Squawking over sports transfers is unwarranted

SIDELINES

September 16, 1992|By Pat O'Malley

It's often been said that great teams and winning programs open doors for collegiate opportunities.

Mythical national high school basketball champion Dunbar of Baltimore is one such team, but this week the Poets might have opened the doors for everyone.

Norman Nolan, The Baltimore Sun's All-Metro center as a sophomore from Milford Mill in Baltimore County, has transferred to Dunbar. Athletic transfer?

Of course, it is. But is it legal under the Maryland Public Secondary Schools Athletic Association guidelines?

Yes, it is. No specific rules prevent it even when it is obvious that a student-athlete is transferring to play at a top-notch program.

It's called open enrollment, and with Nolan jumping from Baltimore County to Baltimore City with both schools under the MPSSAA umbrella, how can anyone stop any other student-athlete from picking the school that suits him best athletically?

Could the state stop an Anne Arundel student from transferring to North County because he's a quarterback and wants to play for Chuck "Run and Shoot" Markiewicz?

How about a promising basketball player wanting to play for John Brady at Annapolis, a baseball player wanting to play for Bernie Walter at Arundel, or a sprinter wanting to run track for Ron Evans at Old Mill?

Can athletic transfers be stopped? No, they really can't be, and why should they be if the requirements are met?

While it's been done many times before around the state, the fact that nationally acclaimed Dunbar just joined the state organization could lead to the perception that the official stamp of approval for athletic transfers has been granted.

There is no question that the 6-foot-7 Nolan will get more exposure, more fan support and better competition at Dunbar.

With Nolan back as a junior, Milford Mill might have challenged Dunbar for the state Class 1A championship, but the exposure he will get playing for the Poets is immeasurable.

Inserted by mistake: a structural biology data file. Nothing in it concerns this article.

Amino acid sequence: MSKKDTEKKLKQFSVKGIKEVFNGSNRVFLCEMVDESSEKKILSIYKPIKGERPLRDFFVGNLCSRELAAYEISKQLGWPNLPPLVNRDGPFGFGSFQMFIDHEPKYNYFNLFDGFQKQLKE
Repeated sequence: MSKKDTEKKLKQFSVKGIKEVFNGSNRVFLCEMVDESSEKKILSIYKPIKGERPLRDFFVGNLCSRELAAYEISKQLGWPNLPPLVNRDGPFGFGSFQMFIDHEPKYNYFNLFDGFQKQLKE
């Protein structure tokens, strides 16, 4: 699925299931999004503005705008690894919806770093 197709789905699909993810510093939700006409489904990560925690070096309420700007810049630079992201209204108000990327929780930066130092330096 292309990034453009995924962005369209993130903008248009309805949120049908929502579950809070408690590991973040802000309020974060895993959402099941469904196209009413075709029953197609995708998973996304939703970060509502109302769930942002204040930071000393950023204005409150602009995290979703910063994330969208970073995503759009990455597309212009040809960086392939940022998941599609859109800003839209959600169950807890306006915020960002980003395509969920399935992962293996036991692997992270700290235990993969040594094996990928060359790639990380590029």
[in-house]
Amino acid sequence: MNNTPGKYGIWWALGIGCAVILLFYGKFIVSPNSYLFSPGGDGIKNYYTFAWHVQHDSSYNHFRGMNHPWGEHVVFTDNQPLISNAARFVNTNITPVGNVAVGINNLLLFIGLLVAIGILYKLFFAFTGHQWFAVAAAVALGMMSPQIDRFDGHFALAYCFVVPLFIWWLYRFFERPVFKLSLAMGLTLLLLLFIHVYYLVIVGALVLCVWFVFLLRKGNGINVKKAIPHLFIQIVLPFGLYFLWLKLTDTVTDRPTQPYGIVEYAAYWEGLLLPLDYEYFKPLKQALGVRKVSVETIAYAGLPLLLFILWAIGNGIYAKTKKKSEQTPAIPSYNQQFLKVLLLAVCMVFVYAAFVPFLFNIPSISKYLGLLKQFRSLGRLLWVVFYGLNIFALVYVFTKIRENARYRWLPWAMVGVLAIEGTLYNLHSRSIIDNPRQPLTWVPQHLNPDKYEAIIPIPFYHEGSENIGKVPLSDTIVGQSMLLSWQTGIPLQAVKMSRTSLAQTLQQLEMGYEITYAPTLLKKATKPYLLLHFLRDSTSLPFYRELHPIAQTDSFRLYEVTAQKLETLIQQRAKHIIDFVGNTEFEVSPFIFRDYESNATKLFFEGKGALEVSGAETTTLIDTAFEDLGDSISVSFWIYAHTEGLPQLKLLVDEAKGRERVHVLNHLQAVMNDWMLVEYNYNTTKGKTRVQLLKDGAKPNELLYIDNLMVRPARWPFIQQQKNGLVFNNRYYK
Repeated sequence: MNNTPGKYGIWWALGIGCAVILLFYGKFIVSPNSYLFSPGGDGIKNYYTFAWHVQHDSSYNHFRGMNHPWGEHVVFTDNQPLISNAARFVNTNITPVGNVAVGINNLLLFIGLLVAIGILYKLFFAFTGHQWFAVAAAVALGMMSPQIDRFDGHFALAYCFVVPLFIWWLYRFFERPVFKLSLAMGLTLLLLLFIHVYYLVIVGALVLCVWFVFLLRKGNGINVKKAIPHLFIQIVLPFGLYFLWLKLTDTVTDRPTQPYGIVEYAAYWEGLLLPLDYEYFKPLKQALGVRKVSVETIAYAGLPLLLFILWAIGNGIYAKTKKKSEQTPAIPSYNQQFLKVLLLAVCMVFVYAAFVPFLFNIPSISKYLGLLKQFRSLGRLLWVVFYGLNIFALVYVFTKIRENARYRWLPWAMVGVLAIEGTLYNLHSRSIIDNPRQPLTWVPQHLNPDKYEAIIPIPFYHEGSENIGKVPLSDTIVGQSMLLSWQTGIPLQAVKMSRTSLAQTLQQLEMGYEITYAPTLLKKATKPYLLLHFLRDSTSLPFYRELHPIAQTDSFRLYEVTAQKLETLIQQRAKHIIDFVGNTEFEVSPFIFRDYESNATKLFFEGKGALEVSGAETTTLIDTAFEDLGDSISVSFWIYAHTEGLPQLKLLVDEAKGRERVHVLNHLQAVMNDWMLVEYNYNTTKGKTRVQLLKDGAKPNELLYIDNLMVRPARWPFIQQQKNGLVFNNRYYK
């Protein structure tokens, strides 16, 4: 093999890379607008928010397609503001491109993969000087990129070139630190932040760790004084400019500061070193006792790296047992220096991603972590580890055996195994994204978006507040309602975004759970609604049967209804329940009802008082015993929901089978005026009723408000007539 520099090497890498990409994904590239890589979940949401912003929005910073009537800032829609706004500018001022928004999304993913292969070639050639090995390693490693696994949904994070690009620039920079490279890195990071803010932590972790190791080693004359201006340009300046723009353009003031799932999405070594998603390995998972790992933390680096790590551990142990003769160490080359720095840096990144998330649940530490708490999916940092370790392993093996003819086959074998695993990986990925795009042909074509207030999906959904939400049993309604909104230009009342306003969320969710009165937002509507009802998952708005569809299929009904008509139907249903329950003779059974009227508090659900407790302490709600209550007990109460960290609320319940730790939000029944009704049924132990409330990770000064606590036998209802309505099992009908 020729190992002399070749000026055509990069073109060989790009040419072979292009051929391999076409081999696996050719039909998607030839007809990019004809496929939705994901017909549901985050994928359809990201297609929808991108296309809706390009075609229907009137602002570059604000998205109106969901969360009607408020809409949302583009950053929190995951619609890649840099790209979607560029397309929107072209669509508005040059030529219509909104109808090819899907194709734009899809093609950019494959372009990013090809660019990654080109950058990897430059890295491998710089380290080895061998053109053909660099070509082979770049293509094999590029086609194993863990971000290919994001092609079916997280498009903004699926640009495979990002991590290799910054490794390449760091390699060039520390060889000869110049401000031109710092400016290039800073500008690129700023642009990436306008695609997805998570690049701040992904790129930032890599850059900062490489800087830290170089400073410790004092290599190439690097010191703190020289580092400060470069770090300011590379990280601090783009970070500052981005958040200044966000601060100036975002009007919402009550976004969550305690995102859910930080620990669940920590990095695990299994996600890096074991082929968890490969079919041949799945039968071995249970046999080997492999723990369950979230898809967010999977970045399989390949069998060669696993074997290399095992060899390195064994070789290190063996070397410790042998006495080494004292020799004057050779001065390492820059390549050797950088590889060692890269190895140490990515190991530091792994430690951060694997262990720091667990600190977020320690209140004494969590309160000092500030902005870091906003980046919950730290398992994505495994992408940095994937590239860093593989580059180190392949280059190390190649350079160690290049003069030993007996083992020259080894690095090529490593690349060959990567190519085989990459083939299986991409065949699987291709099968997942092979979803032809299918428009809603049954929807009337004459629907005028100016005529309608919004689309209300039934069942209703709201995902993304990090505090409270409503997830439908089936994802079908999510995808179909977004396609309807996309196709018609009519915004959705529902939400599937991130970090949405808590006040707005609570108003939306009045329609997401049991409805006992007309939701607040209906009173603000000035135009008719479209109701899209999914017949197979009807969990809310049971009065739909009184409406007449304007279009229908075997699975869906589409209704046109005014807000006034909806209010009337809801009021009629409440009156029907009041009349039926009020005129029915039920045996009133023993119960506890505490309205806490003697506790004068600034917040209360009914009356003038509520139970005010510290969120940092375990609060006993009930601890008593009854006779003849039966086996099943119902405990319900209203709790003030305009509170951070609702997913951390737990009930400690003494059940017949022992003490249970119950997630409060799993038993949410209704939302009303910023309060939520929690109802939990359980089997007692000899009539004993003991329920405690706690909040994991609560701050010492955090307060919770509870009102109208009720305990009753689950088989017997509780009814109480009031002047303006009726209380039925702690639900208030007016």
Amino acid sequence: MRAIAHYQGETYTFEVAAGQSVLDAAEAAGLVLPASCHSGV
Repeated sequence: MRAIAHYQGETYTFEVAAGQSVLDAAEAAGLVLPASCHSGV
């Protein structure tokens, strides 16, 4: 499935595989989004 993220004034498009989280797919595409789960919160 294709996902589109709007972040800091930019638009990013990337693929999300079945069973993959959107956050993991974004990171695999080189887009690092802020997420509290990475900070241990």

For Dunbar and others to say that Nolan's transfer is academically related is hypocritical.

Minnesota allows open enrollment. Maryland actually does too, but officials just won't admit it publicly. As long as a student-athlete meets the state's eligibility rules, he can play wherever he wants, and I don't see anything wrong with that.

Under Chapter 03, Interscholastic Athletics in the State, Section .02, Eligibility, defines the criteria for participating in interscholastic athletics.

It reads: "Students shall be officially registered and attending a MPSSAA member school. They may represent only the school in which they are registered and at which it is anticipated they will complete their graduation requirements.

"Ninth-grade public school students, who reside in the attendance area of a high school organized 10-12, may participate in the interscholastic athletic program of that high school."

All a student has to do is meet the requirements. Being registered at the school of your choice and residing in its attendance area is what is required. That's if you don't want to pay tuition.

If a student wishes to live in one county and attend school in another, he can do so by paying tuition if accepted into that school.

Anne Arundel is believed to be the only county in the state that has a monitoring system concerning athletic transfers. The state gets off the hook by giving the power to the individual counties to govern their own programs.

Under the MPSSAA .01 Authorization, Section B, it says, "Local school systems may adopt rules governing their athletic programs that are more restrictive than those of the MPSSAA. Less restrictive rules may not be adopted."

Anne Arundel's rules are more restrictive. County policy says any time a transfer-requesting student is an athlete, the principal has to notify the coordinator of physical education for a follow-up.

Retired coordinator Paul Rusko and a committee proposed a few years ago that an athletic transfer sit out one year in his sport. It never was passed by the board and maybe that's just as well.

We have a tendency to think only of a star, such as a Norman Nolan, jumping ship. What about the not-so-talented athlete wanting to transfer from a big 4A school to a 2A or 1A school to get the chance to play?

We all know how times have drastically changed, and this has become a world of specialization. College costs have escalated to such incredible proportions that athletic scholarships are more important than ever before, and for many who don't get one, it means not going to college at all.

I don't believe there would be a ruckus if a mythology or advanced calculus student transferred for a more challenging instructor or course at another public school.

So, why should we squawk if an athlete meets the academic requirements and wants to expand his options by transferring to the school that is best for him?

Aren't athletics rightfully part of the educational system?

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